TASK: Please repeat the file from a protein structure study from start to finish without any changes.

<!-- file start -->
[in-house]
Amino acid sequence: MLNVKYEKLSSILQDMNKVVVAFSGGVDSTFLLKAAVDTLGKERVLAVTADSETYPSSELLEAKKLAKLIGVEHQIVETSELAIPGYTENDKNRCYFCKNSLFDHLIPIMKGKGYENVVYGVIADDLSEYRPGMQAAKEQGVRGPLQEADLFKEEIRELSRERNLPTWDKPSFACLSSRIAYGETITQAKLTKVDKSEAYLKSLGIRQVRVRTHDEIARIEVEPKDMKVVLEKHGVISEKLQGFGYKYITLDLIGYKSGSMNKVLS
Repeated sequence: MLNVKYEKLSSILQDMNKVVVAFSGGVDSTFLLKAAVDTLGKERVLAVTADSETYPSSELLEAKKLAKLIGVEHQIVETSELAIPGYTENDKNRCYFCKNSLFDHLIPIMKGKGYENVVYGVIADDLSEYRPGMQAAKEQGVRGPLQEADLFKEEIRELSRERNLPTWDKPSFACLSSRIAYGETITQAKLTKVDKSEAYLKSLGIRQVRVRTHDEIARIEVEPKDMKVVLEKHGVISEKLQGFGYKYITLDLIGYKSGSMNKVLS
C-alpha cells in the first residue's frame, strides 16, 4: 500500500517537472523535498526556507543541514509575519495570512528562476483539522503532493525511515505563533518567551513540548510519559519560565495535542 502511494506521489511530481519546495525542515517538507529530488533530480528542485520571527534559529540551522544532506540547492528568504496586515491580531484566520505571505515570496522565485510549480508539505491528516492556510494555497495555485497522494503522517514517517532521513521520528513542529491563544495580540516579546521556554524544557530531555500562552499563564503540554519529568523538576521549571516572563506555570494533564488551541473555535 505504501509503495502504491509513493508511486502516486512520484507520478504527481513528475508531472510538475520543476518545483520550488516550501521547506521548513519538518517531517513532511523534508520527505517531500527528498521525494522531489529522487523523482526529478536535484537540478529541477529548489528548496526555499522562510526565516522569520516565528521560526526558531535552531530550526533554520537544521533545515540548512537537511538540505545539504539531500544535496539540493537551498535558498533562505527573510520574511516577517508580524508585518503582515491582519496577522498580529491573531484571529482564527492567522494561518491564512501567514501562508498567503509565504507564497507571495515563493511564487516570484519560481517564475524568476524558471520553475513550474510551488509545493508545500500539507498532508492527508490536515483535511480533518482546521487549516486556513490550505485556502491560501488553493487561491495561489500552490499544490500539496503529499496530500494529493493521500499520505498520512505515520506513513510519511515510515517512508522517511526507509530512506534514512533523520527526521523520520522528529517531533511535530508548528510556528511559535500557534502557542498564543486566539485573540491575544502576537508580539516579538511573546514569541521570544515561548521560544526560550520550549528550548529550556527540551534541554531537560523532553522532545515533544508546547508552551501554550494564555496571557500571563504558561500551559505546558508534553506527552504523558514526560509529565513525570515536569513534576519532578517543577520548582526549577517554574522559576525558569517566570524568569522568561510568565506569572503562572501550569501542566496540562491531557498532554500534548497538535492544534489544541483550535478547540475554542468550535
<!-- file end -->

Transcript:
[in-house]
Amino acid sequence: MLNVKYEKLSSILQDMNKVVVAFSGGVDSTFLLKAAVDTLGKERVLAVTADSETYPSSELLEAKKLAKLIGVEHQIVETSELAIPGYTENDKNRCYFCKNSLFDHLIPIMKGKGYENVVYGVIADDLSEYRPGMQAAKEQGVRGPLQEADLFKEEIRELSRERNLPTWDKPSFACLSSRIAYGETITQAKLTKVDKSEAYLKSLGIRQVRVRTHDEIARIEVEPKDMKVVLEKHGVISEKLQGFGYKYITLDLIGYKSGSMNKVLS
Repeated sequence: MLNVKYEKLSSILQDMNKVVVAFSGGVDSTFLLKAAVDTLGKERVLAVTADSETYPSSELLEAKKLAKLIGVEHQIVETSELAIPGYTENDKNRCYFCKNSLFDHLIPIMKGKGYENVVYGVIADDLSEYRPGMQAAKEQGVRGPLQEADLFKEEIRELSRERNLPTWDKPSFACLSSRIAYGETITQAKLTKVDKSEAYLKSLGIRQVRVRTHDEIARIEVEPKDMKVVLEKHGVISEKLQGFGYKYITLDLIGYKSGSMNKVLS
C-alpha cells in the first residue's frame, strides 16, 4: 500500500517537472523535498526556507543541514509575519495570512528562476483539522503532493525511515505563533518567551513540548510519559519560565495535542 502511494506521489511530481519546495525542515517538507529530488533530480528542485520571527534559529540551522544532506540547492528568504496586515491580531484566520505571505515570496522565485510549480508539505491528516492556510494555497495555485497522494503522517514517517532521513521520528513542529491563544495580540516579546521556554524544557530531555500562552499563564503540554519529568523538576521549571516572563506555570494533564488551541473555535 505504501509503495502504491509513493508511486502516486512520484507520478504527481513528475508531472510538475520543476518545483520550488516550501521547506521548513519538518517531517513532511523534508520527505517531500527528498521525494522531489529522487523523482526529478536535484537540478529541477529548489528548496526555499522562510526565516522569520516565528521560526526558531535552531530550526533554520537544521533545515540548512537537511538540505545539504539531500544535496539540493537551498535558498533562505527573510520574511516577517508580524508585518503582515491582519496577522498580529491573531484571529482564527492567522494561518491564512501567514501562508498567503509565504507564497507571495515563493511564487516570484519560481517564475524568476524558471520553475513550474510551488509545493508545500500539507498532508492527508490536515483535511480533518482546521487549516486556513490550505485556502491560501488553493487561491495561489500552490499544490500539496503529499496530500494529493493521500499520505498520512505515520506513513510519511515510515517512508522517511526507509530512506534514512533523520527526521523520520522528529517531533511535530508548528510556528511559535500557534502557542498564543486566539485573540491575544502576537508580539516579538511573546514569541521570544515561548521560544526560550520550549528550548529550556527540551534541554531537560523532553522532545515533544508546547508552551501554550494564555496571557500571563504558561500551559505546558508534553506527552504523558514526560509529565513525570515536569513534576519532578517543577520548582526549577517554574522559576525558569517566570524568569522568561510568565506569572503562572501550569501542566496540562491531557498532554500534548497538535492544534489544541483550535478547540475554542468550535